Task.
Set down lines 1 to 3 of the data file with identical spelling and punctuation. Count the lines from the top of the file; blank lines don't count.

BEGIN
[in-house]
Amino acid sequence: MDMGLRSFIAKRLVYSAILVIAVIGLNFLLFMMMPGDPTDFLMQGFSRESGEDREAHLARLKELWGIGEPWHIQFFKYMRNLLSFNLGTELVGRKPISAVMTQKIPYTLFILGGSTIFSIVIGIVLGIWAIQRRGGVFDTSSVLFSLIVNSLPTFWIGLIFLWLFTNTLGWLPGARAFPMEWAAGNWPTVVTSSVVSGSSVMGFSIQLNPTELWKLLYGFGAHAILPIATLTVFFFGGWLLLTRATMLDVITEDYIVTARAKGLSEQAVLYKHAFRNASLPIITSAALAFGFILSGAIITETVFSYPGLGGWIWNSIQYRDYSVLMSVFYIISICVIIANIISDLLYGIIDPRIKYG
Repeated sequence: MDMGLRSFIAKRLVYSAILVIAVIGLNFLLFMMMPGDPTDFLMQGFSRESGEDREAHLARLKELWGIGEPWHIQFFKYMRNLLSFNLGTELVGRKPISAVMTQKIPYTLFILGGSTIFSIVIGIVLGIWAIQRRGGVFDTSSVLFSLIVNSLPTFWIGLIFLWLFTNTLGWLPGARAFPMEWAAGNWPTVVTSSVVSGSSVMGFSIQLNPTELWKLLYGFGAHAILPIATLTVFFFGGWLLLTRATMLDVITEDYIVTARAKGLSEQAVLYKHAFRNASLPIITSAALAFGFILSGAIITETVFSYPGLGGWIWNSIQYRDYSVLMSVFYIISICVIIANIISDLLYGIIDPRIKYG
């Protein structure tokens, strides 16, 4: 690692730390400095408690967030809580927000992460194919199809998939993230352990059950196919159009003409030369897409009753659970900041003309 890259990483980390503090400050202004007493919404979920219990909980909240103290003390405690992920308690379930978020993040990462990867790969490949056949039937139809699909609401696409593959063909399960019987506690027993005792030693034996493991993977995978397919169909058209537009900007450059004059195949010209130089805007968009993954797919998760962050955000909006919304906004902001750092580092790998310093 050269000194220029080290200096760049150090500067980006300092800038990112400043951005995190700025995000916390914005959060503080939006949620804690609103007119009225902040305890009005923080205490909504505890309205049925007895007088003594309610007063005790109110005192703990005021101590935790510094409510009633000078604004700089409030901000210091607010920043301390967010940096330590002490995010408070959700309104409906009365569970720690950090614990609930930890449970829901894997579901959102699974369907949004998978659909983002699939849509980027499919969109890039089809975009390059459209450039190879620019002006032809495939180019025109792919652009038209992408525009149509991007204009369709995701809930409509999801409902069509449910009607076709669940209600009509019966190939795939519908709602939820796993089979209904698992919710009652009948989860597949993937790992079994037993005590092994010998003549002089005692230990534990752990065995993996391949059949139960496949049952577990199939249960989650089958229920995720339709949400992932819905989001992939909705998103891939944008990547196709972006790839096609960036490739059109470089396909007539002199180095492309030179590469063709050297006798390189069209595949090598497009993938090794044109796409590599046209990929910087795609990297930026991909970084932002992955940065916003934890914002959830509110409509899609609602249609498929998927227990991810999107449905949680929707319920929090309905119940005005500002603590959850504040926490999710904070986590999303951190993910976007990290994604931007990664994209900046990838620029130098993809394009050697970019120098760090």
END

[in-house]
Amino acid sequence: MDMGLRSFIAKRLVYSAILVIAVIGLNFLLFMMMPGDPTDFLMQGFSRESGEDREAHLARLKELWGIGEPWHIQFFKYMRNLLSFNLGTELVGRKPISAVMTQKIPYTLFILGGSTIFSIVIGIVLGIWAIQRRGGVFDTSSVLFSLIVNSLPTFWIGLIFLWLFTNTLGWLPGARAFPMEWAAGNWPTVVTSSVVSGSSVMGFSIQLNPTELWKLLYGFGAHAILPIATLTVFFFGGWLLLTRATMLDVITEDYIVTARAKGLSEQAVLYKHAFRNASLPIITSAALAFGFILSGAIITETVFSYPGLGGWIWNSIQYRDYSVLMSVFYIISICVIIANIISDLLYGIIDPRIKYG
Repeated sequence: MDMGLRSFIAKRLVYSAILVIAVIGLNFLLFMMMPGDPTDFLMQGFSRESGEDREAHLARLKELWGIGEPWHIQFFKYMRNLLSFNLGTELVGRKPISAVMTQKIPYTLFILGGSTIFSIVIGIVLGIWAIQRRGGVFDTSSVLFSLIVNSLPTFWIGLIFLWLFTNTLGWLPGARAFPMEWAAGNWPTVVTSSVVSGSSVMGFSIQLNPTELWKLLYGFGAHAILPIATLTVFFFGGWLLLTRATMLDVITEDYIVTARAKGLSEQAVLYKHAFRNASLPIITSAALAFGFILSGAIITETVFSYPGLGGWIWNSIQYRDYSVLMSVFYIISICVIIANIISDLLYGIIDPRIKYG